to be there and within the enemy's lines; but the weather has been so unfavorable for their operations that I fear the expedition will not meet with much success. In addition, the enemy will hear of the movement.
Are there any cattle in the western counties that could be procured? Please inform me when the railroad will be repaired or when I could expect communications with Longstreet will be opened, and whether any provisions can be obtained in that quarter more than he is likely to require.
I am, very respectfully, your obedient servant,
R. E. LEE,
WILMINGTON, January 5, 1864.
My 30-pounder Parrott burst yesterday fighting the enemy at Lockwood's Folly, killing 1 man and wounding officer in charge. It was at third fire. This is all the Parrott gun I have. Hurry the others. All the guns I have seen lately are defective; should be tested and examined. Send this to General Cooper.
W. H. C. WHITING.
Can you not at once supply the wants of General Whiting as within? If you can, please do so.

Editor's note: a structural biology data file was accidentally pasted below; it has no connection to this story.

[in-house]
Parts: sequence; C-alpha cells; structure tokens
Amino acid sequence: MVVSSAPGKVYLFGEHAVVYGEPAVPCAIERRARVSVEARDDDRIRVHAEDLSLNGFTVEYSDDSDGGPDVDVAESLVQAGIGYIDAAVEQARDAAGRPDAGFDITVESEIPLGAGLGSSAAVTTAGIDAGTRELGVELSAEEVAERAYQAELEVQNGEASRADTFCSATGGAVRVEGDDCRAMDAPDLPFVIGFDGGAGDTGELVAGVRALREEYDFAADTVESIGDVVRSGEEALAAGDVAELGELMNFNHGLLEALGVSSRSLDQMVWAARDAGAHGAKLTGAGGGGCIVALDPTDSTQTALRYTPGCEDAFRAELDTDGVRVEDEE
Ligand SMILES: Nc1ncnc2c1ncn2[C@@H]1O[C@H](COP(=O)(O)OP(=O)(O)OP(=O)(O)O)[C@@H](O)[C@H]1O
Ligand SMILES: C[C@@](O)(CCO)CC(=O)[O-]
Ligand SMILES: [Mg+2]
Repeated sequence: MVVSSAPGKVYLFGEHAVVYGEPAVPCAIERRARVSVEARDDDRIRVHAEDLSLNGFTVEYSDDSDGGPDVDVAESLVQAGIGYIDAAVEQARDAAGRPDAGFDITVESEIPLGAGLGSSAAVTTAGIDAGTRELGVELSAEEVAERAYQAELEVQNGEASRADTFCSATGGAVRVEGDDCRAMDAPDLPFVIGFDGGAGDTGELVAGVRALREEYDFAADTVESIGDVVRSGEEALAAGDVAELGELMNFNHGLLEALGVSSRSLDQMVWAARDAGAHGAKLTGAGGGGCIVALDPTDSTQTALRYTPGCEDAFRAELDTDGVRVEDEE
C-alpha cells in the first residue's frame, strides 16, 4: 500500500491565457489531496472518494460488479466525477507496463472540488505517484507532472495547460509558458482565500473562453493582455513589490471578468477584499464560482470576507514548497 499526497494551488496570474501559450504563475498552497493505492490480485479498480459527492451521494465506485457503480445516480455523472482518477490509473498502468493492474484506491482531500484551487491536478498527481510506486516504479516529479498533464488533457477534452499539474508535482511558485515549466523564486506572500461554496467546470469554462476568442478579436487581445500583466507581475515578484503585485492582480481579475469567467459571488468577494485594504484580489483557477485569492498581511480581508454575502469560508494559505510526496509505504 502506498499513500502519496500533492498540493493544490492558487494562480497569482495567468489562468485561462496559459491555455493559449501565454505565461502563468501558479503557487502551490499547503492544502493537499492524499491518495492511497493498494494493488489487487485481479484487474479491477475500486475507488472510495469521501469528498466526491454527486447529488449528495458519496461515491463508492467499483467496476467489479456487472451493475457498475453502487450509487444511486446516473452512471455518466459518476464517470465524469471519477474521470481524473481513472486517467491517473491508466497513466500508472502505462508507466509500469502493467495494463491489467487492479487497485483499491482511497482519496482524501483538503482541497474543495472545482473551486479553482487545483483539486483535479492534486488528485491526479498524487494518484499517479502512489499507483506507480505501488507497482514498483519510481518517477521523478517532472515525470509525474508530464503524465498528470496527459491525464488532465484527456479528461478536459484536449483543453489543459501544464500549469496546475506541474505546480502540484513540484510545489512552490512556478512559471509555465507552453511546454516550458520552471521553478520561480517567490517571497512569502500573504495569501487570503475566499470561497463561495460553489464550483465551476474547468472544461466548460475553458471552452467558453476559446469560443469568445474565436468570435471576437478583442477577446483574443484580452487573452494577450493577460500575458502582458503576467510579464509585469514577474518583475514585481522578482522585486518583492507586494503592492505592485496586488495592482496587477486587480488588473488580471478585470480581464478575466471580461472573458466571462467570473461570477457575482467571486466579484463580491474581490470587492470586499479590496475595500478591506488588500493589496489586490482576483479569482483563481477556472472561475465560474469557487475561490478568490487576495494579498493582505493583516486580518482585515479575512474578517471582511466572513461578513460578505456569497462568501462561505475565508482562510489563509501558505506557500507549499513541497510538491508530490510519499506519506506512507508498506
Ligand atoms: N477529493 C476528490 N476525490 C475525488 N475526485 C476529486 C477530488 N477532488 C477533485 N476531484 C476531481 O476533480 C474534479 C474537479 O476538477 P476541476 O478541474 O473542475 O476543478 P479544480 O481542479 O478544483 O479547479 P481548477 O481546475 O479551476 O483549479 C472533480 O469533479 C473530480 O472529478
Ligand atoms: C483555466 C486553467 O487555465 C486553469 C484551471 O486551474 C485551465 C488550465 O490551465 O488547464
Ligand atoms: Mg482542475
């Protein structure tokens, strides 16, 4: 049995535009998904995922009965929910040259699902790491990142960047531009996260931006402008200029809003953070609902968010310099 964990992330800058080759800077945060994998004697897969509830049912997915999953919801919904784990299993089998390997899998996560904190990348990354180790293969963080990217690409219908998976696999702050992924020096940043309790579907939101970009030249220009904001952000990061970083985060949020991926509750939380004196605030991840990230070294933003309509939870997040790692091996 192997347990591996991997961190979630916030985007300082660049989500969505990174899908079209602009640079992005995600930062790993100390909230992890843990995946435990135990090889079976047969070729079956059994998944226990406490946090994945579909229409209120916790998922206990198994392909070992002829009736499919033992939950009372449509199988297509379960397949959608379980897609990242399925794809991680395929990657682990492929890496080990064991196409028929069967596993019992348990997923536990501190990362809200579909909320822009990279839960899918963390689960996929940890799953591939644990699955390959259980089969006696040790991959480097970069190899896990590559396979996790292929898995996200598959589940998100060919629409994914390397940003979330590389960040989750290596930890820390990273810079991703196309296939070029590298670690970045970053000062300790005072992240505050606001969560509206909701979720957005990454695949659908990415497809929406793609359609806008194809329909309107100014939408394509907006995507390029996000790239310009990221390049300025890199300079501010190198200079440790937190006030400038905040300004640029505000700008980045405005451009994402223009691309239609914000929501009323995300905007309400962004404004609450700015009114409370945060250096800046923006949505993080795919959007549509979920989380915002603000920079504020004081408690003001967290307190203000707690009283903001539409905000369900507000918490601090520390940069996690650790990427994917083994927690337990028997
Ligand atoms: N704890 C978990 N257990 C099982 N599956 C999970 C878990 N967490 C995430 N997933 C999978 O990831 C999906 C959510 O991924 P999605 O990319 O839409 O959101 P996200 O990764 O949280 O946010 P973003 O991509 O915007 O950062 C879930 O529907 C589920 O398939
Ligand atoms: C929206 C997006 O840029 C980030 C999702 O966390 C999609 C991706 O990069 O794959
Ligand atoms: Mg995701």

Adjutant and Inspector General.
JANUARY 6, 1864.
There are arms on the way to him, and I have asked Colonel Stevens for the guns known as "Long Tom," now on the defenses here.
ORANGE COURT-HOUSE, January 6, 1864.
His Excellency JEFFERSON DAVIS:
One hundred and twenty-five cattle, 25 wagon loads hides, 125 mules, 200 prisoners captured in Hardy will reach Harrisonburg to-day.
R. E. LEE,
HEADQUARTERS ARMY OF NORTHERN VIRGINIA,
January 6, 1864.
Major General J. A. EARLY,
Mount Jackson, Va.:
GENERAL: I have just received your letter of the 3rd instant. I very much regret the difficulties that beset your undertaking, and